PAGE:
Turns out it’s #2. So, here goes – my review of Schismatic, a new, Kickstarter-born comic by none other than Rachel Briner and Andrew Adams. These folks are relative newcomers to the world, without the pedigree and gravitas of the usual 30-year comic veteran that we might usually see. This is a good thing. Their new comic brings forth some interesting ideas and concepts and does a very nice job of transporting us into their novel, dystopian world. In short, this comic is a little bit disruptive to the tired, rote stories that can sometimes be our only choice in comic books.
What’s it all about? I’ll tell you – and will do my best to limit spoilers. Also, I’ll be making some guesses about what it all might mean, as first issues tend to be a little short on detail.
It might be Earth – but if it’s not, our story takes place on some Earth-like planet. The natural cataclysm of volcanoes, earthquakes, and disaster NOS (not otherwise specified) has resulted in lots of dead people. At this point, a Cthulu-like god pops up and start killing survivors. Society (what’s left of it) forms into two groups: worshippers of the bad guy, and worshippers of a good “guy,” who is possibly non-existent.
Fast forward to a nice, loving family with 2 kids. An interaction with the forces of bad, a family torn asunder (kids go one way, parents another). Broken innocence, a possible path to the dark side . . . and we’ll see what happens in the next installment.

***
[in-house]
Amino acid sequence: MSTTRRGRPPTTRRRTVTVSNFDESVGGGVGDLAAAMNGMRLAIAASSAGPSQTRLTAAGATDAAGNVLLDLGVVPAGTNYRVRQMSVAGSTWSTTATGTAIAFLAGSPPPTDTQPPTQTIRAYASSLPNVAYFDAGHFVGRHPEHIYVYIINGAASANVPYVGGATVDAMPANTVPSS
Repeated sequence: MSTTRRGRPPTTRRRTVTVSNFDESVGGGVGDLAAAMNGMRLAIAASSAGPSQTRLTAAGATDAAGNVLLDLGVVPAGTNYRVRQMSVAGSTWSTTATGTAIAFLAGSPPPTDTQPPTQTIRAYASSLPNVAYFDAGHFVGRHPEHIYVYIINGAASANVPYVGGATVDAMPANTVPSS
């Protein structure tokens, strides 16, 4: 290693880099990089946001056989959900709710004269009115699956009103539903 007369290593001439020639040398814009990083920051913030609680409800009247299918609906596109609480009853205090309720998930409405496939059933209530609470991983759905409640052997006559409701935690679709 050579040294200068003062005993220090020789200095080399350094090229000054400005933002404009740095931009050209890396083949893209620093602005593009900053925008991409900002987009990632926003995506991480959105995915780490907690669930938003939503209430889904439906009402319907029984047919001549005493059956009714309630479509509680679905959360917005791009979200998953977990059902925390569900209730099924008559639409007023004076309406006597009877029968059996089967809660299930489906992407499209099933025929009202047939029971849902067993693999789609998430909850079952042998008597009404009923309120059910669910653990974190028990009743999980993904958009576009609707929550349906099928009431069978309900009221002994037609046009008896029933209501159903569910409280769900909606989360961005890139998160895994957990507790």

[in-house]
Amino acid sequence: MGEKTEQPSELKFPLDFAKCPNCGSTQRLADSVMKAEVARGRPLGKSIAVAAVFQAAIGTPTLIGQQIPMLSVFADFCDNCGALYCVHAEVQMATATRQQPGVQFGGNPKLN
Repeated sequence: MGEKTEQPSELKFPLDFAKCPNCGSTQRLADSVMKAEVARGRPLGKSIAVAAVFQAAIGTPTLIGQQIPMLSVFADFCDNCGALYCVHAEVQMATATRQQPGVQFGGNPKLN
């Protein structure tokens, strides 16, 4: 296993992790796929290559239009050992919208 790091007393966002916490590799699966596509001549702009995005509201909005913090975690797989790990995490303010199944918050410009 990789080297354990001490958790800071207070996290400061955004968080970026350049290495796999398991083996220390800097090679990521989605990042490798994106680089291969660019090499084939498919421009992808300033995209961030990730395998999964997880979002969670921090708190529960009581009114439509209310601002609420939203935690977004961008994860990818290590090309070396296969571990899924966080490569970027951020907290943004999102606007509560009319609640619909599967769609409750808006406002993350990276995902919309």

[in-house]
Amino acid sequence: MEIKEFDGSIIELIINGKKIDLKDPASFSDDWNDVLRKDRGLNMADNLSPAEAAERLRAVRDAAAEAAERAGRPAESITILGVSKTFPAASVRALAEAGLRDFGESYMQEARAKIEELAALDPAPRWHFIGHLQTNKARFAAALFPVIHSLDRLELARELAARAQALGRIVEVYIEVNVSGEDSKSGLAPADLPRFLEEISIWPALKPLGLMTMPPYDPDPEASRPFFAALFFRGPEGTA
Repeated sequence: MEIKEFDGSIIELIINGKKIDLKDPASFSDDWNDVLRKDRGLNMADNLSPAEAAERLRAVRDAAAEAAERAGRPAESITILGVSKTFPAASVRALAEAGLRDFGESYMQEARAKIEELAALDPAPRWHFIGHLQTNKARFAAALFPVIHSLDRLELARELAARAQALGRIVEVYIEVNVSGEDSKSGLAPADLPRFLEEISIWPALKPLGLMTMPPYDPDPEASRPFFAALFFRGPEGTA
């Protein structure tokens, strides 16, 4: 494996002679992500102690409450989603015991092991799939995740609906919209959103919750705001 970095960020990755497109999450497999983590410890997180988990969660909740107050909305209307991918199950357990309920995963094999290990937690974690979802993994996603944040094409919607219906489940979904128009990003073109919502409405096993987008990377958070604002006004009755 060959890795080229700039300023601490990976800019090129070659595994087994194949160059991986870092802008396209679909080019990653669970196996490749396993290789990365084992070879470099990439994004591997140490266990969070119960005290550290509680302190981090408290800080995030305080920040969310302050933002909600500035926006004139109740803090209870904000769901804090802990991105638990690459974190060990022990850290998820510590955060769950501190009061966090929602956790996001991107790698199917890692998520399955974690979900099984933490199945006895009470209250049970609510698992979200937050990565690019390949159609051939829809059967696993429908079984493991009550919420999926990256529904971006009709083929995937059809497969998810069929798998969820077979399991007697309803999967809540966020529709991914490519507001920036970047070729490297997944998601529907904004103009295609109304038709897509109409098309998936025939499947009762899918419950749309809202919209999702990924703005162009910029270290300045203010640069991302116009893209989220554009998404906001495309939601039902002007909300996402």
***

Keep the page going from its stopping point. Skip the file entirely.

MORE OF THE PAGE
As with all great ideas, this comic “borrows” from all kinds of existing works. I noted Star Wars, Matrix, Dune, Cthulu, and Day After Tomorrow. (Okay, this one is a stretch, and it sucked, so not really Day After Tomorrow.) Those are some pretty powerful influences (except DAT, which I was kidding about), and the derivative comic is worth looking at.
The problem with this comic is significant. It’s a Kickstarter comic, and I really (really) want to know what will happen next. Kickstarter comics need your support. The problem is sometimes you don’t give enough.
The writing is compelling, if, at times, a little bit forced. This actually worked nicely, as it implied that we were glimpsing a foreign society which communicates differently. The art is off the hook. Seriously, aspiring artists might want to check this comic out, as cover-quality panels riddle this book.
Should you buy it? Nope. You should give them $$ on Kickstarter. A lot of it. For me. So I can read the next one.